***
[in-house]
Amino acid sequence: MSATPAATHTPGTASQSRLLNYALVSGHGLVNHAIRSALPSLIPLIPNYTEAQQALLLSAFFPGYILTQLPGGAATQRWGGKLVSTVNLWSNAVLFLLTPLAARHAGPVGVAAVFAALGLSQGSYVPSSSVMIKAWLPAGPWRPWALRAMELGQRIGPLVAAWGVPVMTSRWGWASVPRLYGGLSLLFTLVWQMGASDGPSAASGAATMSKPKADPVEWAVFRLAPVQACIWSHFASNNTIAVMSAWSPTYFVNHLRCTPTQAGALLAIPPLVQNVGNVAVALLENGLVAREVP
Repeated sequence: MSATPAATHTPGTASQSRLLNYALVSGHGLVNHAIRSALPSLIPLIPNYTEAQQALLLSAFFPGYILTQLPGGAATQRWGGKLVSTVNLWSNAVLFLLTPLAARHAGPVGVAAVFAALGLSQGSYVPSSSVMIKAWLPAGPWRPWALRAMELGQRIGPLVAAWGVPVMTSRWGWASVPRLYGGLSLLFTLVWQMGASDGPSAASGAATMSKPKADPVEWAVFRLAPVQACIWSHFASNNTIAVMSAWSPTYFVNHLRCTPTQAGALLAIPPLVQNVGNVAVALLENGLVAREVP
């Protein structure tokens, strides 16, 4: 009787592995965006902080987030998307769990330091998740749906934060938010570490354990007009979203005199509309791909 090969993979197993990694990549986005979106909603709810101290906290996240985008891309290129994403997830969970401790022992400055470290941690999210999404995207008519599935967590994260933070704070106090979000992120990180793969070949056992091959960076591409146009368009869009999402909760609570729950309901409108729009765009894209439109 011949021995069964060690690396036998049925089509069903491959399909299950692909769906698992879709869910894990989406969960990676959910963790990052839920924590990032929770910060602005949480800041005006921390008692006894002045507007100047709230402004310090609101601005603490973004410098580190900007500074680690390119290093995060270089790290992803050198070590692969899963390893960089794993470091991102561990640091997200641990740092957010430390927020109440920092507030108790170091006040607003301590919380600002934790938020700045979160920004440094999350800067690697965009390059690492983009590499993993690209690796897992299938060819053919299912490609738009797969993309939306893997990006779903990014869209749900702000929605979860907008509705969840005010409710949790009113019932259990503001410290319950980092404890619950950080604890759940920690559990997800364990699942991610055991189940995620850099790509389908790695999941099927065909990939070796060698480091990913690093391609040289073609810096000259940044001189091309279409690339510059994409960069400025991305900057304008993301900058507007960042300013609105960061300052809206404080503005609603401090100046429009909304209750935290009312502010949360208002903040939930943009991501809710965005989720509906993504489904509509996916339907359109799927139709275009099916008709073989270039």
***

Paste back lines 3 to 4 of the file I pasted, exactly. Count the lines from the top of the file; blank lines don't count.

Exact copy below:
Repeated sequence: MSATPAATHTPGTASQSRLLNYALVSGHGLVNHAIRSALPSLIPLIPNYTEAQQALLLSAFFPGYILTQLPGGAATQRWGGKLVSTVNLWSNAVLFLLTPLAARHAGPVGVAAVFAALGLSQGSYVPSSSVMIKAWLPAGPWRPWALRAMELGQRIGPLVAAWGVPVMTSRWGWASVPRLYGGLSLLFTLVWQMGASDGPSAASGAATMSKPKADPVEWAVFRLAPVQACIWSHFASNNTIAVMSAWSPTYFVNHLRCTPTQAGALLAIPPLVQNVGNVAVALLENGLVAREVP
């Protein structure tokens, strides 16, 4: 009787592995965006902080987030998307769990330091998740749906934060938010570490354990007009979203005199509309791909 090969993979197993990694990549986005979106909603709810101290906290996240985008891309290129994403997830969970401790022992400055470290941690999210999404995207008519599935967590994260933070704070106090979000992120990180793969070949056992091959960076591409146009368009869009999402909760609570729950309901409108729009765009894209439109 011949021995069964060690690396036998049925089509069903491959399909299950692909769906698992879709869910894990989406969960990676959910963790990052839920924590990032929770910060602005949480800041005006921390008692006894002045507007100047709230402004310090609101601005603490973004410098580190900007500074680690390119290093995060270089790290992803050198070590692969899963390893960089794993470091991102561990640091997200641990740092957010430390927020109440920092507030108790170091006040607003301590919380600002934790938020700045979160920004440094999350800067690697965009390059690492983009590499993993690209690796897992299938060819053919299912490609738009797969993309939306893997990006779903990014869209749900702000929605979860907008509705969840005010409710949790009113019932259990503001410290319950980092404890619950950080604890759940920690559990997800364990699942991610055991189940995620850099790509389908790695999941099927065909990939070796060698480091990913690093391609040289073609810096000259940044001189091309279409690339510059994409960069400025991305900057304008993301900058507007960042300013609105960061300052809206404080503005609603401090100046429009909304209750935290009312502010949360208002903040939930943009991501809710965005989720509906993504489904509509996916339907359109799927139709275009099916008709073989270039």